Catch Twenty (Aught) Six
The Democrats are in the process of putting themselves into a nearly impossible position for next year's elections. Like Heller's famous "Catch Twenty-Two" (in which a soldier could get out of combat by claiming he was crazy; yet expressing a desire to get out of combat was considered prima facie evidence of sanity) they are placing themselves into a box with both ends closed electorally for Twenty Aught-Six. Their near-obsessive focus on pre-war intelligence and their near obsessive hatred of George Bush (BDS, or Bush Derangement Syndrome as it's known) have joined with the insistence of the moonbat wing of the party to lead them to this self-destructive positioning.
In the first place, focusing on what happened three years ago gives zero answers about what to do now. And so far the Democrats have no plan for what happens next...at least none that they're willing to admit to in public. On NBC's Meet the Conflict-of-Interest-Challenged Libby Trial Witness this morning, DNC Chairman Howard Dean said they'd lay out specifics next year...and does anybody want to buy a really nice bridge? It's real cheap!
Second, this focus on the past ignores the reality that things are going to be very different in Iraq by election day 2006 than they are now. Next month's Iraqi elections will finally give Iraq a permanent government, and whatever that government looks like, the current incentive for all Iraqi parties to sit back and let the Americans do the work is going to diminish. I suspect the message is already being delivered to the leaders of all parties that the free ride is just about over. If a significant number of troops have come home and the drumbeat of negative news stories declines, the Democrat's focus loses a lot of its electoral punch.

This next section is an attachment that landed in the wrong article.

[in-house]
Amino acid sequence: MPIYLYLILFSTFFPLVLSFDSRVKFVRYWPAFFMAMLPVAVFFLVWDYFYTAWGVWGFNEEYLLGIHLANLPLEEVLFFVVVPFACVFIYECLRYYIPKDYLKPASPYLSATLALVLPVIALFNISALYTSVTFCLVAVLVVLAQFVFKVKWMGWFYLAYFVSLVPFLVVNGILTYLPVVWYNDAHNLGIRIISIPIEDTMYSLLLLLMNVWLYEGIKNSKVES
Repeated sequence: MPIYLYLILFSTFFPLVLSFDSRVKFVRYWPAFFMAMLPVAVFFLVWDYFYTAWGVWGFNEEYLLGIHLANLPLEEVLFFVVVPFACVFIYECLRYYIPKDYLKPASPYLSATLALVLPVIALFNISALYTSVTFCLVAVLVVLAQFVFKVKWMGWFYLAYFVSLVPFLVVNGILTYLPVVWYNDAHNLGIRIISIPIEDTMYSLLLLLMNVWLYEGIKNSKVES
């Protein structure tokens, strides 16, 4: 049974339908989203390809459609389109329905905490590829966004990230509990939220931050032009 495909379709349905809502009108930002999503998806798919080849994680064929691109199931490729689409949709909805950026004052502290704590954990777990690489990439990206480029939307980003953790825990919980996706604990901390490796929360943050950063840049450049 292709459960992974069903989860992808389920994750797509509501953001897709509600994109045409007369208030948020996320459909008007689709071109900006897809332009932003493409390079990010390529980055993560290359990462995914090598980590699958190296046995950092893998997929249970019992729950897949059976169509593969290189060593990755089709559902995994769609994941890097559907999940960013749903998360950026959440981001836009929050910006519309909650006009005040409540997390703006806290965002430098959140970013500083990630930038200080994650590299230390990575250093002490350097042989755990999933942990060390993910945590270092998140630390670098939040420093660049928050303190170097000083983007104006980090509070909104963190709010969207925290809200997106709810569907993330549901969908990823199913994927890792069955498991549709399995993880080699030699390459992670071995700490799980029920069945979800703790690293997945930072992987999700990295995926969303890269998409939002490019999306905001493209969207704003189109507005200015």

Third, the argument that the "administration mislead us into voting for the war" is an incredibly weak position to take. The statements of prominent Democrats, dating all the way back to the Clinton Administration, seriously undercut the effort to place all the blame on Bush's shoulders. It's hard to see how Bush was manipulating intelligence in 1998 when he was governor of Texas and the Democrats were in charge of the White House and the CIA (well, they're apparently still in charge of the CIA, but you take my point). We're too dumb to see through George Bush, who we've been deriding as stupid for years is hardly a winning campaign slogan.
Finally, taking the position that Saddam Hussein wasn't a serious threat, and therefore wasn't really all that bad may not be that great an idea either. His trial is slated to resume next month (assuming all the lawyers haven't been killed off first), and the details that come of out that trial on a daily basis will be undercutting the Democrat's main talking points. And while the mainstream media will probably downplay them, the development of the Internet as a news source ensures that those details will be placed into the public consciousness.
However, the race isn't run in a vacuum. And if the Republicans in Congress and in the White House continue their stupid, spineless, spendthrift, short-sighted and self-destructive ways...well, somebody has to win, and it doesn't have to be them.